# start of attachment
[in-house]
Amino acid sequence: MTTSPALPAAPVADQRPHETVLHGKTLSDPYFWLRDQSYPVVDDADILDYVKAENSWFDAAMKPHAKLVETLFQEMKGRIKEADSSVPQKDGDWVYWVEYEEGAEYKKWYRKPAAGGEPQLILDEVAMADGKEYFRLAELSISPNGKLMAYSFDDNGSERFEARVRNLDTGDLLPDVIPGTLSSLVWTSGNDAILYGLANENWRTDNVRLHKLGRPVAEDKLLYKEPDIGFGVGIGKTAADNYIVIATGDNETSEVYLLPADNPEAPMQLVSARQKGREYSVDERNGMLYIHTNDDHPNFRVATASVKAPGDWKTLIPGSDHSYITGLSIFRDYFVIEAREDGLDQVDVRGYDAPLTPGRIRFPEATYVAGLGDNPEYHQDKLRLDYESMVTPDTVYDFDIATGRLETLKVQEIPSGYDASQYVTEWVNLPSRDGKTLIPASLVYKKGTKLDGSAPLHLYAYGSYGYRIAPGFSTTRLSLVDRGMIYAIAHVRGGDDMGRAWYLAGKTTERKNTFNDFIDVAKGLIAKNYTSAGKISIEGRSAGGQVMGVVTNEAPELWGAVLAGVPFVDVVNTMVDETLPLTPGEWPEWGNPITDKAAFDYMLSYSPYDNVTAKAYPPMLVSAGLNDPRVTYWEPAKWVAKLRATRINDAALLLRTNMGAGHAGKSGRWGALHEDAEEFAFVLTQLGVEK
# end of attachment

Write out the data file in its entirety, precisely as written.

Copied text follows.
[in-house]
Amino acid sequence: MTTSPALPAAPVADQRPHETVLHGKTLSDPYFWLRDQSYPVVDDADILDYVKAENSWFDAAMKPHAKLVETLFQEMKGRIKEADSSVPQKDGDWVYWVEYEEGAEYKKWYRKPAAGGEPQLILDEVAMADGKEYFRLAELSISPNGKLMAYSFDDNGSERFEARVRNLDTGDLLPDVIPGTLSSLVWTSGNDAILYGLANENWRTDNVRLHKLGRPVAEDKLLYKEPDIGFGVGIGKTAADNYIVIATGDNETSEVYLLPADNPEAPMQLVSARQKGREYSVDERNGMLYIHTNDDHPNFRVATASVKAPGDWKTLIPGSDHSYITGLSIFRDYFVIEAREDGLDQVDVRGYDAPLTPGRIRFPEATYVAGLGDNPEYHQDKLRLDYESMVTPDTVYDFDIATGRLETLKVQEIPSGYDASQYVTEWVNLPSRDGKTLIPASLVYKKGTKLDGSAPLHLYAYGSYGYRIAPGFSTTRLSLVDRGMIYAIAHVRGGDDMGRAWYLAGKTTERKNTFNDFIDVAKGLIAKNYTSAGKISIEGRSAGGQVMGVVTNEAPELWGAVLAGVPFVDVVNTMVDETLPLTPGEWPEWGNPITDKAAFDYMLSYSPYDNVTAKAYPPMLVSAGLNDPRVTYWEPAKWVAKLRATRINDAALLLRTNMGAGHAGKSGRWGALHEDAEEFAFVLTQLGVEK